At the Smith Law Center, we have helped people who suffer from traumatic brain injuries for more than four decades. We are familiar with many of the symptoms of TBI which include depression and anxiety. Knowing what to look for is vital in building a case against the party that caused your brain injury.
Brain injuries are complicated. As well as depression, sufferers can suffer from Post Traumatic Stress Disorder (PTSD) and a range of other issues. Many of these are interrelated. If, for instance, you suffer memory loss or difficulties concentrating after sustaining a brain injury, you may also feel down.
Our attorneys believe, an at-fault driver, a company, or another culpable individual should be held accountable for a brain injury that affects your quality of life. Attorney Stephen Smith was one of the first lawyers in Virginia to recognize and litigate traumatic brain injury cases. We believe in fighting these cases all the way to trial if necessary.
How Common is Depression after Traumatic Brain Injury?
A traumatic brain injury increases your likelihood of developing depression, even if you never suffered the symptoms before.
The Mayo Clinic states people with no previous mental health history are more likely to feel down or suffer depression after sustaining a TBI, even a mild brain injury. Some studies suggest that the risk of developing depression after a TBI may be two to five times higher than in people who have not suffered a head injury. According to Brainline, depression is common in brain injury sufferers whether they have a mild, a moderate, or a severe injury.
Depression can mean different things to different people. It is defined as a feeling of loss, despair, sadness, or hopelessness. The mood of the sufferer does not improve over time. Depression can be so overwhelming it takes over the TBI sufferer’s life. If you lose interest in things that excited you in the past for weeks at a time, you may be suffering from depression. Common symptoms include:
- Loss of interest or pleasure in usual activities
- Feeling down or blue
- Feeling worthless, a lack of self-esteem or feeling like a failure
- Changes in eating
- Changes in sleep patterns
- Difficulty concentrating on everyday tasks
- A lack of energy or motivation
- Withdrawing from the company of others
- Moving or speaking slowly
- Feeling fidgety
- Thinking of death or suicide
Sadness is common in more than half of people who suffer a TBI. If you feel down over a prolonged period of time or suffer some of the symptoms listed above, you may have depression. About half of all people with TBI suffer depression within the first year after injury. As many as two-thirds will suffer it within seven years of an injury. Over half of the people who suffer from TBI who experience depression also deal with anxiety. Typically, two-thirds of people who suffer from depression after a brain injury also experience anxiety.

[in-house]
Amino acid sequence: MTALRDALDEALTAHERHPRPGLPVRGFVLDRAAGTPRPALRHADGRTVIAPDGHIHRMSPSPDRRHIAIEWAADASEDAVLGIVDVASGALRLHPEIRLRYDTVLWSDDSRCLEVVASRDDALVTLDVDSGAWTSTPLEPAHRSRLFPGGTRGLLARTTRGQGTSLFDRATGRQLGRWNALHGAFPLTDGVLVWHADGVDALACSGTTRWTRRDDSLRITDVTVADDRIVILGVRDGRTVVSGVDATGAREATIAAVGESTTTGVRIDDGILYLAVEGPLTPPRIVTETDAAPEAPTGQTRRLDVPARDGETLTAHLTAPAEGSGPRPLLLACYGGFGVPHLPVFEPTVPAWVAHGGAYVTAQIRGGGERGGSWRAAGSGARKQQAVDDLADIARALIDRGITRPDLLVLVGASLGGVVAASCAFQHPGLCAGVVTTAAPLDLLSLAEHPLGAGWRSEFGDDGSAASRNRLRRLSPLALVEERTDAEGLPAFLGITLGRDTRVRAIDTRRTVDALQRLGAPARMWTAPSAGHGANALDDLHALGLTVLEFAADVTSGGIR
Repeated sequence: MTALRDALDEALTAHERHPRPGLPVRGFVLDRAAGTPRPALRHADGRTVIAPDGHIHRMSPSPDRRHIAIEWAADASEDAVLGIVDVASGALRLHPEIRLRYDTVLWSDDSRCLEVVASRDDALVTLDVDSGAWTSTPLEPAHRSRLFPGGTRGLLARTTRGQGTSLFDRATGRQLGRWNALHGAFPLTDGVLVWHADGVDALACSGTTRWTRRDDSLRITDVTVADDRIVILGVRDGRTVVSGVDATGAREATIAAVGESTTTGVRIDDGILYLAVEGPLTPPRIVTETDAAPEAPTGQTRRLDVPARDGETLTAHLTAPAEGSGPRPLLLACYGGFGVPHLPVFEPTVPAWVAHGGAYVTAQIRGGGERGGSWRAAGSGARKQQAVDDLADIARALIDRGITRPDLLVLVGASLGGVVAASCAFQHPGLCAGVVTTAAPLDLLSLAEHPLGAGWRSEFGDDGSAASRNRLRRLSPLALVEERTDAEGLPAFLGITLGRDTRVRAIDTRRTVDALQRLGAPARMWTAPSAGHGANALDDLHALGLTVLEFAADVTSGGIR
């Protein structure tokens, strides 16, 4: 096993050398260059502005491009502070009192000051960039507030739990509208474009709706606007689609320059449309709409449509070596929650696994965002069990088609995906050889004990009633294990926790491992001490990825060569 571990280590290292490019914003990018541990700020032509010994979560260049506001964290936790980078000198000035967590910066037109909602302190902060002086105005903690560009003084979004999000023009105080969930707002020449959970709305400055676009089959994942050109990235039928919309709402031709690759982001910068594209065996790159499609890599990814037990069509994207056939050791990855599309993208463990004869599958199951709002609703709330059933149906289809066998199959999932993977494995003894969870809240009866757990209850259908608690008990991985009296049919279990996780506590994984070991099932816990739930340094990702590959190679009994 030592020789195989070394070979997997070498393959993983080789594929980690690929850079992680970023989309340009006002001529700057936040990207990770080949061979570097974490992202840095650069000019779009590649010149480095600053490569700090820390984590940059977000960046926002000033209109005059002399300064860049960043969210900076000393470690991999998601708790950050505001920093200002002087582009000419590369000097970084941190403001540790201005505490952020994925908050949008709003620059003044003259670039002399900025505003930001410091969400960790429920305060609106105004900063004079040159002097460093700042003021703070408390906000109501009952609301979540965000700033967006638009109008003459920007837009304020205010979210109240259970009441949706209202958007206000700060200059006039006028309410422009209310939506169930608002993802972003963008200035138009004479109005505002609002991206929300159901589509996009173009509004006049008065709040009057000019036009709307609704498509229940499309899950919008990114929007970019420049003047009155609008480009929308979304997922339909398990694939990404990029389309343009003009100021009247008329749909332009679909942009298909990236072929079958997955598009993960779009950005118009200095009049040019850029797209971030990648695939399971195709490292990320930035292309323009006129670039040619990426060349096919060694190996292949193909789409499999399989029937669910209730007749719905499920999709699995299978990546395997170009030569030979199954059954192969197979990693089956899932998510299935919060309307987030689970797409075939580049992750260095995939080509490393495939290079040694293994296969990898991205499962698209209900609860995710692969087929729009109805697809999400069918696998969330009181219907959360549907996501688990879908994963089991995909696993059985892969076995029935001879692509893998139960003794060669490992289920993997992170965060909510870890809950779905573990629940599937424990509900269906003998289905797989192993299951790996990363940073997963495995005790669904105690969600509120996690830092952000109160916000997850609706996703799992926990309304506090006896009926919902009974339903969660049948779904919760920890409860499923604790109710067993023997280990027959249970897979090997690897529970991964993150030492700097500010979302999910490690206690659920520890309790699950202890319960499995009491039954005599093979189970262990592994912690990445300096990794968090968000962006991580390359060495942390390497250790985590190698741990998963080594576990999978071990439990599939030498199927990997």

Treatment for Depression After a Traumatic Brain Injury
If you suffer depression after a brain injury, it’s important to seek help. If depression goes untreated, sufferers often become suicidal. People diagnosed with depression after a TBI should seek personal counseling with a psychotherapist.
Medications are also prescribed for depression and anxiety. Patients may require a long course of anti-depressants.
You cannot overcome depression by wishing it away or exerting more willpower. However, there is evidence living a healthy lifestyle can help. Take part in aerobic exercise and avoid drugs and alcohol.
Anxiety is a feeling of fear or nervousness out of proportion to a given situation. People with TBIs are often acutely conscious of their condition and feel awkward in crowds and other social situations. It’s important to limit stimulation and take things slowly. Most TBI sufferers make a gradual recovery.
Contact a Virginia Traumatic Brain Injury Lawyer
At the Smith Law Center, we have helped people with brain injuries across the nation and internationally. Our TBI team will fight for your rights. Please call us for a free consultation today at (757) 244-7000.